Wild Ginger Root Tincture

Asarum canadense Tincture

Wild Ginger Root Tincture
Brand: BotanicalsWildcrafted
Product Code: wildginger
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A fresh tincture mae form the rhizome and root of the Canadian wild ginger plant. Harvested from the forestes of Ontario Canada.

Wild Ginger Root Tincture
Botanical Name Asarum canadense
Common names Wild Ginger, Black Snakeroot, Canada Wild Ginger, Canadian Snakeroot, Broad Leaved Asarabaccais, Indian Ginger
Strength 1:2 60% : 1/8 veg. Glycerin
Part Used Rhizome & Root
Best Before 2019
Dissolved Solids (µS/ppm) 0.87/610
pH 6
Excerpt From The:
American Materia Medica, Therapeutics and Pharmacognosy
by FINLEY ELLINGWOOD, M.D.
1919

ASARUM Asarum canadense

Synonym—Wild Ginger.

Dose, from one-half to one dram of the specific medicine

Dr. Houts, claims that asarum is a reliable emmenagogue, and perfectly safe. He gives it alone when he needs to restore the menses, and says he needs nothing with it. It has a direct influence on the uterine system. For young girls with their early menstruation and in cases of painful menstruation, he uses an infusion of the fresh root and expects to get satisfactory results. He takes one ounce of the root and lets it steep slowly for one hour in a pint of water and sweetens it. He gives from one to two drams every half hour or hour. He takes from five to ten drops of the fluid extract to a cupful of hot sweetened water and gives this every half hour or every one or two hours as the patient needs. The results have established his confidence.

The stimulant properties of this agent are of a local character, acting directly upon the mucous lining of the intestinal tract, and overcoming flatulence. It is also a stimulant to the secretory function of the skin, acting as a mild but efficient diaphoretic.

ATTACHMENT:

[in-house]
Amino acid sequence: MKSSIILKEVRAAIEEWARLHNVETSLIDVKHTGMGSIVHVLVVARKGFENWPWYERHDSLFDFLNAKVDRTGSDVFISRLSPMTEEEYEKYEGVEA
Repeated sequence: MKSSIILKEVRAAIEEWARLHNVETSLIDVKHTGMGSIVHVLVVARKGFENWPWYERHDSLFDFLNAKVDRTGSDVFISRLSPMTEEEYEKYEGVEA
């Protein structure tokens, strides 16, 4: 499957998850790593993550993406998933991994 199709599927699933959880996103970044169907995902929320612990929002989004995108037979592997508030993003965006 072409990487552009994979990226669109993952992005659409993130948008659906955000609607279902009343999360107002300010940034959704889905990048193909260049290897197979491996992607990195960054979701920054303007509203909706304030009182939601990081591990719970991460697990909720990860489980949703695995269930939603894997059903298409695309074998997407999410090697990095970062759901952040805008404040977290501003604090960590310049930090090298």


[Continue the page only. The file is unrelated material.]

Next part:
In inflammatory conditions it should be avoided, but after the inflammation has abated, it will mildly stimulate the function of digestion and food appropriation.

The late Dr. R. S. Newton was quite enthusiastic concerning the action of this remedy. Other of our writers believe that it has a more important place than that given by most of our authors. It is advised in strong infusion, freely given, as a stimulating diaphoretic.

Therapy—In acute nasal catarrh, where the discharge has not appeared, or has been suppressed, with the usual symptoms of headache and general oppression, muscular aching and general discomfort, it is given with good results. Inflammation of the conjunctiva, from taking cold, where there is profuse and constant lachrymation, will be relieved by it.

In painful or longstanding spasmodic affections of the pulmonary region, as in whooping cough or bronchitis, it will be advantageous and, at the same time, it influences the digestive apparatus, correcting nausea, cholera and diarrhea, which may be present.

Dr. Newton considered its most important influence to be exercised upon the generative apparatus. It is a stimulant to the muscular structure of the womb and to the ovaries, and is abortive and an active parturient, and may be given to good advantage in recent cases of amenorrhea from cold. During labor, when the pains are excessive, and when there is extreme erythism, a few drops of the tincture may be put in half a glass of water and a teaspoonful administered every five or ten minutes. It will induce quiet and render the labor more natural. It works in perfect harmony with small doses of cimicifuga.